A group of manatees recently entertained some beach-goers near Fort Lauderdale, Florida, as shown in the now-popular YouTube video embedded below. About the same time, I had an amazing manatee encounter straight across the state on Fort Myers Beach. I don’t have a video of my encounter, but I have a story I can tell for years because I had a small manatee actually sneak up behind me as I stood in about four feet of water, scrape against my right left, knocking my left leg upward as he smoothly swam right through my legs. Here’s how it happened:
My wife and I were walking along Fort Myers Beach in about the middle of Estero Island when we saw a man in his mid-30s in the water and lots of people on shore pointing into the water near him. “What do you see?” we asked. “Manatees,” they said. “He is trying to see how close he can get.”
As the man looked around, we suddenly saw a manatee surface about six feet behind him. Then we saw two, three, four more manatees nearby, surfacing one by one circling him.
Since I wearing a swimsuit, I decided to join him, and behind me about four women wandered into the water too. In four feet of water (chest high), about 50 feet into the Gulf of Mexico, I was looking around trying to spot one of the playful manatees up close, but the manatees kept bobbing up and swimming away, then reappearing, usually behind us so we couldn’t see them. It seemed very much like they were toying with us.
I was in the water no more than five minutes, scanning my head back and forth looking for the manatees, when I suddenly felt a bump against the back of my right leg, and then my left leg was pushed out from under me. One of the manatees was literally swimming through my legs! I was propelled gently upward and as I reached my hand down into the water, partly to balance myself and partly out of instinct, my fingers scraped across the back of manatee as he smoothly glided under my body. I could feel his rough skin against both my right leg and my hand as he passed under me. I looked down and could see his body whisking by but he moved so fast I only got a glimpse of the back of his body.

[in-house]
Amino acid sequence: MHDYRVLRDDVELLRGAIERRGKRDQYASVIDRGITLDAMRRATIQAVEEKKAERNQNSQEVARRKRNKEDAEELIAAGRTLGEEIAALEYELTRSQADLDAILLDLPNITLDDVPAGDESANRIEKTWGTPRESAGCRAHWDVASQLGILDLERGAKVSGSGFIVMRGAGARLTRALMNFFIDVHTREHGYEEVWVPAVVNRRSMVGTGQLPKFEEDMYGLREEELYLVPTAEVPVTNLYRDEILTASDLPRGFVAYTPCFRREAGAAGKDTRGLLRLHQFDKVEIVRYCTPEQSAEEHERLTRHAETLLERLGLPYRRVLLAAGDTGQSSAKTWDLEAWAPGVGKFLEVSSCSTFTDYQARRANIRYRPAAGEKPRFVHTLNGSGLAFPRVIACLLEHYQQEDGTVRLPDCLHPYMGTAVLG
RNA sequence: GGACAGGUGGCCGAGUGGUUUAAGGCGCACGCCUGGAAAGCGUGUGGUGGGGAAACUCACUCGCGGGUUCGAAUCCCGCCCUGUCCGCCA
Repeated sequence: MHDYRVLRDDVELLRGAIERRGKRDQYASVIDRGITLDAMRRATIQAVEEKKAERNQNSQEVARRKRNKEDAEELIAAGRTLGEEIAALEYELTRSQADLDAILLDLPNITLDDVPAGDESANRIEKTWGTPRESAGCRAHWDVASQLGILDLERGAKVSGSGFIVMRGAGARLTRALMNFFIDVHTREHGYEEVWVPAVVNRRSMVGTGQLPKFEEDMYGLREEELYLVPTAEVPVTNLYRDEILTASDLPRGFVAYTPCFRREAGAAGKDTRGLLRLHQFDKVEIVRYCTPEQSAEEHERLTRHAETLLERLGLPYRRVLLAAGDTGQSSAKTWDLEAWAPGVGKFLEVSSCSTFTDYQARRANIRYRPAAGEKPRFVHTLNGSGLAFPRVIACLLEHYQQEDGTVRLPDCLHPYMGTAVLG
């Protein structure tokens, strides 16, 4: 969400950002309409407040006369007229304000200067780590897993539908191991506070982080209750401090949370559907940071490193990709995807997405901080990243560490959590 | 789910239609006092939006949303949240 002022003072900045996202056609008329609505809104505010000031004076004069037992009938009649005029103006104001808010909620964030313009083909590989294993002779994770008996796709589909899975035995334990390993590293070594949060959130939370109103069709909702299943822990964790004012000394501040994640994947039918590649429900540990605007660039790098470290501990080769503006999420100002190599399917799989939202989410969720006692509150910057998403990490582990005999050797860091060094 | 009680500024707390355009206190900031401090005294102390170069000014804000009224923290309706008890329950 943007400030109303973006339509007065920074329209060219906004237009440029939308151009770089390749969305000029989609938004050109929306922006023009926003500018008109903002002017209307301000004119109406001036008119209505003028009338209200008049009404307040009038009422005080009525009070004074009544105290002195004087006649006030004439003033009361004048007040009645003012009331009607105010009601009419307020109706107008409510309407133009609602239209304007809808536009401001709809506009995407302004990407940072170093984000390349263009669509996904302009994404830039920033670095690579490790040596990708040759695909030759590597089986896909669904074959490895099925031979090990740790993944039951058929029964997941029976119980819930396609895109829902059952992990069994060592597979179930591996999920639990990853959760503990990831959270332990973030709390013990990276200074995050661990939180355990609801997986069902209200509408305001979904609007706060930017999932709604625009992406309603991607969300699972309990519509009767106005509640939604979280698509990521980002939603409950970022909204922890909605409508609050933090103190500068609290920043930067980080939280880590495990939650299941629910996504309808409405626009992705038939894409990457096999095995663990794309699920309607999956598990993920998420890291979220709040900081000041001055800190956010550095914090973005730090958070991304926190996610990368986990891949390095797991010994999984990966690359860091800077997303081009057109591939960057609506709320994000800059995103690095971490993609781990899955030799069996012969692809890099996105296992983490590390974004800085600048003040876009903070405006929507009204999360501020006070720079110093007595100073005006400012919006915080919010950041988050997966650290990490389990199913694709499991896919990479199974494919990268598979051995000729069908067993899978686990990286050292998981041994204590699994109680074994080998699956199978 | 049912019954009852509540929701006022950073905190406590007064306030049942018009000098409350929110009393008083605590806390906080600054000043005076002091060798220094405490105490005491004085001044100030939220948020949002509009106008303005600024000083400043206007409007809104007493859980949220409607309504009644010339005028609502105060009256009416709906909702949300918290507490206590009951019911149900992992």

As soon as he came, he was gone again. The women behind me laughed at the way I was bumped upward by the manatee, which, they said, must have had a good laugh himself.
I am not sure how large this manatee was but since the average adult manatee is about 10 feet long and weighs between 800 and 1,200 pounds, I suspect they was a younger, smaller manatee.
Manatees are intelligent and social animals. Savethemanatee.org provides this description of these gentle giants:
“Most of their time is spent eating, resting, and traveling. Manatee are mostly herbivorous, however small fish and invertebrates can sometimes be ingested along with a manatee’s normal vegetation diet. They eat a large variety of submerged, emergent, and floating plants and can consume 10-15% of their body weight in vegetation daily. Because they are mammals, they must surface to breathe air. They may rest submerged at the bottom or just below the surface of the water, coming up to breathe on an average of every three to five minutes. When manatees are using a great deal of energy, they may surface to breathe as often as every 30 seconds. When resting, manatees have been known to stay submerged for up to 20 minutes. Manatees can swim up to 20 miles per hour in short bursts, but they usually only swim about three to five miles per hour.”
Here is the Fort Lauderdale video: